Tutorial Objectives
By the completion of this tutorial, participants should be able to:
1. Explain the concept of engagement and its importance in e-Learning
2. Discuss the characteristics of net generation learners
3. Describe several learning theories and the key principles for practice derived from these
4. Describe several key research findings that support the concept of learner engagement
5. Use a variety of examples from this tutorial and elsewhere to enhance the engagement of their learners/students
6. Locate resources for further study and skill development

Rationale: Why change our current teaching approaches?
1. Critiques of 'traditional' teaching
2. Net generation learners
3. Learning theories
4. Research evidence

Some Characteristics of Net Generation Learners
1. Technology skilled
2. Rely on search engines for information
3. Interested in multimedia
4. Like to create Internet content
5. Learn by discovery / trial and error
6. Multitask on everything and have short attention span
7. Crave social interaction and prefer teamwork and collaboration

Applying Learning Theories to Educational Practice
• Social Constructivism
• Experiential Learning
• Adult Learning Principles
• Reflective Practice
• Social Cognitive Theory/Self-Efficacy
• Communities of Practice

Research Evidence
APA Learning-Centered Psychological Principles (1997)
(2 key ones)

Practical examples
1. Use collaboration
2. Use co-operative learning structures
3. Assign group challenges
4. Use technology creatively, engagingly, and appropriately (many different examples)
5. Resources for instructors

Basic knowledge of, and skill in using, the internet
Some experience in eLearning

Intended Experience level

Instructor's Qualifications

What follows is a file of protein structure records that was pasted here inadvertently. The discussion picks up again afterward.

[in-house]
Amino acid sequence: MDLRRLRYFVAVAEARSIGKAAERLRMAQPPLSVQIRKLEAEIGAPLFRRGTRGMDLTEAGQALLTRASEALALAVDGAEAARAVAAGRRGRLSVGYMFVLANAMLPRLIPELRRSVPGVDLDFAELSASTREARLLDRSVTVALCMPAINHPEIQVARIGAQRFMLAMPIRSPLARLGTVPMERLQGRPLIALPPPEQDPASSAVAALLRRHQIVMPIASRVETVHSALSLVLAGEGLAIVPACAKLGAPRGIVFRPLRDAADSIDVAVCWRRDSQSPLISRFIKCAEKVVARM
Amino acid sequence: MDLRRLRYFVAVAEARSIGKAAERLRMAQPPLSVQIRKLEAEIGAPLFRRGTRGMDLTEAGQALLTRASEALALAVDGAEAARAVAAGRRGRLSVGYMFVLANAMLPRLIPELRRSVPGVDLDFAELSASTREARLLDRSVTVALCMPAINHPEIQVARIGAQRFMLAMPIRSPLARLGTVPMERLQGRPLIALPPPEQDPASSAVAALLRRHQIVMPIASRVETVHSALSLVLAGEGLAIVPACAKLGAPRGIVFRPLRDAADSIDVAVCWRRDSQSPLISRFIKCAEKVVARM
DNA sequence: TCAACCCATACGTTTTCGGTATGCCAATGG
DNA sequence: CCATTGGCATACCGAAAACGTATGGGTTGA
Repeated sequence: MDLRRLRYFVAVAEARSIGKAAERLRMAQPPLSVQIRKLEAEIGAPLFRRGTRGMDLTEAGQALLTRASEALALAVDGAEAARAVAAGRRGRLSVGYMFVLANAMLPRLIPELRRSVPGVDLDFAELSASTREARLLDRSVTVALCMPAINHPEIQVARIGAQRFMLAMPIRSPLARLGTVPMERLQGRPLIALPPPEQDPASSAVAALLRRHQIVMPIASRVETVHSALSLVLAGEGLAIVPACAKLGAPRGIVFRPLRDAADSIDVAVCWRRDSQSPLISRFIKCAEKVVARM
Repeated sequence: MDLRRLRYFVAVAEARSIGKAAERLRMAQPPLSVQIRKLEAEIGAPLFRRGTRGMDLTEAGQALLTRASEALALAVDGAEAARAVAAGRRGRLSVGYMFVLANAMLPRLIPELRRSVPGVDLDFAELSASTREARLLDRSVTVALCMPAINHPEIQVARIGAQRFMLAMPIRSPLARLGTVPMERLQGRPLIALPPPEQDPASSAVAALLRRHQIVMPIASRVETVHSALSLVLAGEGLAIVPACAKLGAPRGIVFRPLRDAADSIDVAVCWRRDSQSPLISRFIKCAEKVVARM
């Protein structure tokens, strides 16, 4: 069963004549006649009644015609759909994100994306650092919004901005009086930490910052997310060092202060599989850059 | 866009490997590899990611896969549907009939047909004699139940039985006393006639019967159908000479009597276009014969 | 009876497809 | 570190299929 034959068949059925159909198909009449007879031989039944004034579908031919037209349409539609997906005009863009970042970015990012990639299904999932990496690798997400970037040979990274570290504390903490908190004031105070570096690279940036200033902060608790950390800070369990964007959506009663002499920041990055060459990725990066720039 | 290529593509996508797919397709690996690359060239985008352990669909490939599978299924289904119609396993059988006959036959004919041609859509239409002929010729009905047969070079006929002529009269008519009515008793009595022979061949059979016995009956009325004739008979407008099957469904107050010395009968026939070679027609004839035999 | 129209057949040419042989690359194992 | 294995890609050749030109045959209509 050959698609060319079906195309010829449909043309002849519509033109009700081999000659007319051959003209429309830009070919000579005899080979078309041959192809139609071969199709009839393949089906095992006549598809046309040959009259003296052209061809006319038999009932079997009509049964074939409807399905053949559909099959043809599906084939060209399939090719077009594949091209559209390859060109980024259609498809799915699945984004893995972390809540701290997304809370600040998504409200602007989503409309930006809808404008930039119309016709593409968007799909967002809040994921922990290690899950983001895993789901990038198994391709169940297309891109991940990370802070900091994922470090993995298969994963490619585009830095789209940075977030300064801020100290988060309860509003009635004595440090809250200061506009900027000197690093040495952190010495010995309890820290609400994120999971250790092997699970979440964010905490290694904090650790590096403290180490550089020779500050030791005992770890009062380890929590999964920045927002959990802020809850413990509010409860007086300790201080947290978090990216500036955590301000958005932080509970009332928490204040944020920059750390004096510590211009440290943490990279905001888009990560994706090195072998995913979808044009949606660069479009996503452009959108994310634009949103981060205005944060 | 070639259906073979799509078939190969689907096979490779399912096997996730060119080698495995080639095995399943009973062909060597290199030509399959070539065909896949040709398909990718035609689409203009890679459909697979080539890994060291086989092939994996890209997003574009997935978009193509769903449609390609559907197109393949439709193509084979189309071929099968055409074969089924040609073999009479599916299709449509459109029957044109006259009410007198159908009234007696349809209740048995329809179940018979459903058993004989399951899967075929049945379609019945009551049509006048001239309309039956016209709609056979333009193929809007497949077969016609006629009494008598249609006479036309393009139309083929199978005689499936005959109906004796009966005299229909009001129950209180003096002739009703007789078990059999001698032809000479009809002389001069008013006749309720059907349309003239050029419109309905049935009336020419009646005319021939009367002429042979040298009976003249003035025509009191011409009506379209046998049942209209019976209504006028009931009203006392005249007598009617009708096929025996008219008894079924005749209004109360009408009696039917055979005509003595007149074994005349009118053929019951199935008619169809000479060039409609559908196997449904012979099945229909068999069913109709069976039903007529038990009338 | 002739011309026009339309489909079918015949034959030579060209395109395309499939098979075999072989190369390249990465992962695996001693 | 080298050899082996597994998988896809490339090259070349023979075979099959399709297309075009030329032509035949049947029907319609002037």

Dr. David Kaufman received his doctorate from the University of British Columbia (UBC) in 1973. Since that time, he has held a number of academic and administrative positions. He has held faculty appointments in Faculties of Engineering, Computer Science, Medicine, and Education at Concordia University (Loyola), Dalhousie University, Simon Fraser University, and the University of British Columbia. He also has served as Coordinator of Research and Development for the former Educational Research Institute of British Columbia, Director of Course Design for the Open Learning Institute (British Columbia's distance education institution), Director of the Medical Education Unit and later Director of Faculty Development in Dalhousie University's Faculty of Medicine. Dr. Kaufman is the 1998 recipient of Dalhousie University's Instructional Leadership Award for his efforts in promoting and enhancing teaching. In 2001, he was appointed Director of the Learning and Instructional Development Centre at Simon Fraser University and has recently completed a seven-year term. Since 2003, he has been a Professor in the Faculty of Education and is continuing his academic work. Dr. Kaufman has given more than 200 presentations at universities and conferences in North America, Europe, Asia, South America, South Africa, Saudi Arabia and the Caribbean. He has published extensively, with more than 100 published articles and chapters and a co-edited book (Distance Education in Canada) to his credit. He is the co-author of this books entitled Educational Gameplay and Simulation Environments: Case Studies and Lessons Learned, published by IGI Global, and Jeux et Simulations Educatifs: Etudes de Cas et Lecons Apprises, published by the University of Quebec Press. He also is a reviewer for many journals, professional associations and funding agencies, and recently completed a term as member of the national SSHRC Major Collaborative Research Initiative (MCRI) research grant committee and currently sits on the national SSHRC Standard Research Grant adjudication committee (Education and Social Sciences). Dr. Kaufman and his colleague (Dr. Louise Sauvé) recently completed an SSHRC INE Collaborative Research Initiative grant of $3million over four years on Simulation and Advanced Gaming Environments (SAGE) for Learning. He and his colleagues currently hold an SSHRC research grant to study digital games for seniors and are continuing their work in this area.